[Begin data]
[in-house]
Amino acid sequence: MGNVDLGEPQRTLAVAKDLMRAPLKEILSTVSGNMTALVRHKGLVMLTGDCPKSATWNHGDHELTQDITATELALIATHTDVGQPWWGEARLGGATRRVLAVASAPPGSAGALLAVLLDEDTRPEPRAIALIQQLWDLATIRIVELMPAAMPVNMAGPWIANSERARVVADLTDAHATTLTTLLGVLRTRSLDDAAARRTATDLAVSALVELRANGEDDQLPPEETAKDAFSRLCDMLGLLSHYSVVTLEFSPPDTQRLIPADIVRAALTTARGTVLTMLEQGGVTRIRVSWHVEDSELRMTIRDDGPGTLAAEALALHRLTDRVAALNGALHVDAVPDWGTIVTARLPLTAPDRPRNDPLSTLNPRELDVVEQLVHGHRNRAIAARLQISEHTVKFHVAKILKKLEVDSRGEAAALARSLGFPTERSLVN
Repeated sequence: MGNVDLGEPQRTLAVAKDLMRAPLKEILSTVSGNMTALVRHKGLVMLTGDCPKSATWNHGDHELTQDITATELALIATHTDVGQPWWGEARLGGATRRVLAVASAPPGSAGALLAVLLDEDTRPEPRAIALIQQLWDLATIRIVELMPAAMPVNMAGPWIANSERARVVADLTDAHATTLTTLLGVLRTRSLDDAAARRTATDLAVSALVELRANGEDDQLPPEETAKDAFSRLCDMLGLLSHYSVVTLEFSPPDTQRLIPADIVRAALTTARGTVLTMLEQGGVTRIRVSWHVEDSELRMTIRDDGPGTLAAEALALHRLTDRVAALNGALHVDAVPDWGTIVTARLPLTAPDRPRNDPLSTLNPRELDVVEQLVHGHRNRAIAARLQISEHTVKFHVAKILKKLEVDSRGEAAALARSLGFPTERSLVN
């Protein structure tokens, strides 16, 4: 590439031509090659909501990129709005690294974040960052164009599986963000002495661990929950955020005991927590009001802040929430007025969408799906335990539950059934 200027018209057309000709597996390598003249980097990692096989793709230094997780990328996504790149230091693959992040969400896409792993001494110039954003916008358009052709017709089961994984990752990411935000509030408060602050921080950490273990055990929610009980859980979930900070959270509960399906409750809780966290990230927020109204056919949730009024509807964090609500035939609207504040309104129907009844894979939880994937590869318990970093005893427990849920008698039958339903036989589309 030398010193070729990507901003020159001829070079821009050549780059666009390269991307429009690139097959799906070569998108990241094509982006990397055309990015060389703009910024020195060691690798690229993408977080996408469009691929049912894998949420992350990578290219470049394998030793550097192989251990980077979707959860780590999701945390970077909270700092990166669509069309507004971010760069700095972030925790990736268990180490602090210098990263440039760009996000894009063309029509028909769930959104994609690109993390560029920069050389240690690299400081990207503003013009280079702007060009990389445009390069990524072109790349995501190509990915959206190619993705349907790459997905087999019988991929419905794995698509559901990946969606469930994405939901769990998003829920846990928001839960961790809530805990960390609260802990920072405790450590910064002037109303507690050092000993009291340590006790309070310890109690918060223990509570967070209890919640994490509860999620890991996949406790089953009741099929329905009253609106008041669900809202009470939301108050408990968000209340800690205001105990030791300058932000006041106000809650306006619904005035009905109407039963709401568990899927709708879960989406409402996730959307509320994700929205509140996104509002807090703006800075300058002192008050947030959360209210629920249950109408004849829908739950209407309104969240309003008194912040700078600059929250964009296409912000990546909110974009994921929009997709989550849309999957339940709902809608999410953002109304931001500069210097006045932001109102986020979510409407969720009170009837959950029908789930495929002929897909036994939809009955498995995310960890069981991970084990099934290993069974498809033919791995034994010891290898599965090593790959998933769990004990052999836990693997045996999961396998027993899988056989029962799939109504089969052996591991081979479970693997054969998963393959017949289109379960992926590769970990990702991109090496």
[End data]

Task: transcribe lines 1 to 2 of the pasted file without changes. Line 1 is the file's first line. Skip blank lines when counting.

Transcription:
[in-house]
Amino acid sequence: MGNVDLGEPQRTLAVAKDLMRAPLKEILSTVSGNMTALVRHKGLVMLTGDCPKSATWNHGDHELTQDITATELALIATHTDVGQPWWGEARLGGATRRVLAVASAPPGSAGALLAVLLDEDTRPEPRAIALIQQLWDLATIRIVELMPAAMPVNMAGPWIANSERARVVADLTDAHATTLTTLLGVLRTRSLDDAAARRTATDLAVSALVELRANGEDDQLPPEETAKDAFSRLCDMLGLLSHYSVVTLEFSPPDTQRLIPADIVRAALTTARGTVLTMLEQGGVTRIRVSWHVEDSELRMTIRDDGPGTLAAEALALHRLTDRVAALNGALHVDAVPDWGTIVTARLPLTAPDRPRNDPLSTLNPRELDVVEQLVHGHRNRAIAARLQISEHTVKFHVAKILKKLEVDSRGEAAALARSLGFPTERSLVN